It is easy to fall into the trap of focusing on the one true cause of young people’s mental health difficulties. But adolescent development and mental health are very complex (2526), influenced by many biological, social (family, peers, school), and broader societal (e.g. politics, community, finances) factors. It is therefore unrealistic to conclude that social media is the culprit of their mental health problems, and that a ban will have substantial impact. A study (27) with thousands of young people found that when taking some of this complexity into account, other factors, including lack of family support, may be much more important than social media. This means that a social media ban is going to be ineffective, it creates a wrong sense of security, and also diverts attention from root causes of mental health problems in young people, such as childhood adversity (28), deprivation (29), discrimination (30), gender and sexual inequalities (16), and concerns about their ecological future (31). Increases in mental health problems tell us that many young people are in need, but only a small percentage has access to specialist child and adolescent mental health services (32) and there are clear inequities to this access (33). Legislative efforts should prioritize addressing these issues.

Instead of panic and rash measures that take away young people’s agency and opportunities, we must focus on addressing the many and multifaceted mental health challenges young people face that are not limited to social media. Otherwise, we risk failing them.

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  1. We highly recommend this book review by Candice Odgers

7 thoughts on “Social media bans don’t address youth mental health problems

  1. Pingback: Depressed Kids or Over-concerned Boomers? My Review of the Anxious Generation - tobias dienlin

  2. Andreas Lieberoth

    Thanks, Eiko, once again for your thoughtful, critical and grounded approach to the data that surrounds us – and the assumption that easily get thrown around in online debates.

    Working and writing in the field has made me realize that what the debate about social media needs more than anything else, is a sense of proportionality. Findings that should be uncontroversial to researchers in the field, such as statistically systematic but small and complex relationships between SoMe and a range of themes from wellbeing to “addiction” scales, routinely get touted as evidence of huge risks that should be managed with sweeping actions like technological bans in schools, that are easy to suggest but unrealistic to implement, and likely to have much less of an impact that proponents think.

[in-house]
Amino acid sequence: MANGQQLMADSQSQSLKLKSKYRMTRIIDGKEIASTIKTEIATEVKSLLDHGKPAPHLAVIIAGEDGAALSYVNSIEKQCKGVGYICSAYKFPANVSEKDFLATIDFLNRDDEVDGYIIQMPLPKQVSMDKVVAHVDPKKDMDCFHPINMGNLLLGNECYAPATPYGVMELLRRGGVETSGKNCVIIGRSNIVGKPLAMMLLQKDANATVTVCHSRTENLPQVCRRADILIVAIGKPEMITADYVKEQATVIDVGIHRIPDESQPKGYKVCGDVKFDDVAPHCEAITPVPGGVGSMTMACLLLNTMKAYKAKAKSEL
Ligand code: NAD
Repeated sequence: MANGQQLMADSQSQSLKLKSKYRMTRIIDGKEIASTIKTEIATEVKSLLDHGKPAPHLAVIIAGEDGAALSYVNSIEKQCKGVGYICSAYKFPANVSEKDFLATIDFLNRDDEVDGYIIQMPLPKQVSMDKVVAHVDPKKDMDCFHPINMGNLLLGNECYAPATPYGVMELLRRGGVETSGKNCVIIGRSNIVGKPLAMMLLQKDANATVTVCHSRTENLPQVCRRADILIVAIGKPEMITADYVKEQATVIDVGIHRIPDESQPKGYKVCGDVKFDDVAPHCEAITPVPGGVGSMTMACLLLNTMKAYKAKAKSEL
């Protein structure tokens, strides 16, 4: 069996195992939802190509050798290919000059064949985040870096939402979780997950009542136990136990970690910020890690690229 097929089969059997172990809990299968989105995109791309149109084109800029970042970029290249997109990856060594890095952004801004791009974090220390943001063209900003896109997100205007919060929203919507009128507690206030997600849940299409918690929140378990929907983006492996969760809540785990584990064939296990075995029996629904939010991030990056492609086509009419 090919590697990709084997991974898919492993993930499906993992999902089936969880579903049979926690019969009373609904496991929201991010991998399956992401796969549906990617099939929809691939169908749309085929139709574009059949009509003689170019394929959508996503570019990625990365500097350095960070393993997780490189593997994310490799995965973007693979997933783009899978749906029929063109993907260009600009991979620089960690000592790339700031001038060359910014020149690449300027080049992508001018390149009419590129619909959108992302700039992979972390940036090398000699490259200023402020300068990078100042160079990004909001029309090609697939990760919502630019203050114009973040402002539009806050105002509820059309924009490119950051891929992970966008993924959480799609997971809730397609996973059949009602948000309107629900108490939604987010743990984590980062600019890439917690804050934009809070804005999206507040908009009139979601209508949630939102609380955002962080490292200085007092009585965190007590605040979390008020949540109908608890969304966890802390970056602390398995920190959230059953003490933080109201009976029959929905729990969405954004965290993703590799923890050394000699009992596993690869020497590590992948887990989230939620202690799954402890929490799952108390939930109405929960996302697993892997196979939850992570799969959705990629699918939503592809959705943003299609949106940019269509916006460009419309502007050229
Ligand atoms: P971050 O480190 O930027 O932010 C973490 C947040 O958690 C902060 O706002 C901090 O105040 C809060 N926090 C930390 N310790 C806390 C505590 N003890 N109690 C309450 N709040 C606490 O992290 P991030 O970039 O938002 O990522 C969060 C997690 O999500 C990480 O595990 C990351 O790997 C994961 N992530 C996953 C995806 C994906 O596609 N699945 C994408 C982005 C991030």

So thanks for challenging the trends of naive monocausality and lacking sense of proportion, that permeates the fears of parents, professionals and politicians alike wherever I go.

  3. VincentPsych SA

    I usually respect Eiko’s research and considered opinions.
    But this piece is revealing some bias and wishful thinking. I counsel young people across Europe and USA. They are TRAPPED in that “solace and connection” fed by social media. This piece does not address grooming, ideology and radical ideas like postmodernism and transhumanism that is being pushed via the algorithm and certain malevolent forces. You have millennial teachers usually childless and themselves suffering with Existential anxiety, triggering the algorithm to feed these kids MORE Existential anxiety, coercing them into fear-based behaviours. Think: how animals trapped in a zoo are being “helped” by seemingly benevolent zookeepers, yet the animals are shrinking, getting dumber and demonstrating obvious stress behaviour! This is similar. Allowing SM for kids under 16 is like providing a stuffed toy for a bear in a cage!
    I have some issues with your “results” of SEL programs. You know who funds these programs right??
    Ok even objectively I have reviewed outcomes of SEL programs lately and they are NOT good. SEL went from helping kids to understand their emotions to enabling kids to self-ID as traumatized victims.
    I am a practitioner, so the things I am saying that you may not agree with will only show up in studies in the future.
    I assure you; the internet is a sewer fro a young brain. Grooming, ideology and indoctrination is RAMPANT!
    You are already off track when you start letting the kids lead; “Young people tell us…” come on guys! This is irresponsible. If we listened to what young people WANT they would never develop what they NEED to be successful adults.
    Let me tell you that my work with trans and detrans kids reveals that most of what Haidt, Twenge and others have recommended is spot on! Gen X raised kids the way they wish they had been raised, rather than understanding that kids need competencies to ‘launch’ from the nest! Not comforts.
    I am sensing a tone here that Desantis can do no good, that would be a political bias which would be sad to see.
    This ban was not done suddenly or in a “panic” at all.
    Remember America is not Europe, everything there is more intense. The Gen Z crisis there is VERY bad.
    Your ‘What can we do instead’ section is accurate but banning social media for underage kids will release them NOW and allow them to refocus on family, activities and friends.

    1. Eiko Post author

      “This piece does not address grooming, ideology and radical ideas like postmodernism and transhumanism that is being pushed via the algorithm and certain malevolent forces.”
      “I assure you; the internet is a sewer fro a young brain. Grooming, ideology and indoctrination is RAMPANT!”

      None of the issues you identify — grooming, ideology, indoctrination, the internet — are limited to social media, and they will not go away with a social media ban. That doesn’t mean there aren’t problems, which we clearly acknowledge in the piece.

  4. Pam

    Well done. Sadly, the fear factor gets more headlines than evidence to the contrary, damn the evidence. I am saddened that for all the concerns, few advocate for digital literacy education as a protective measure.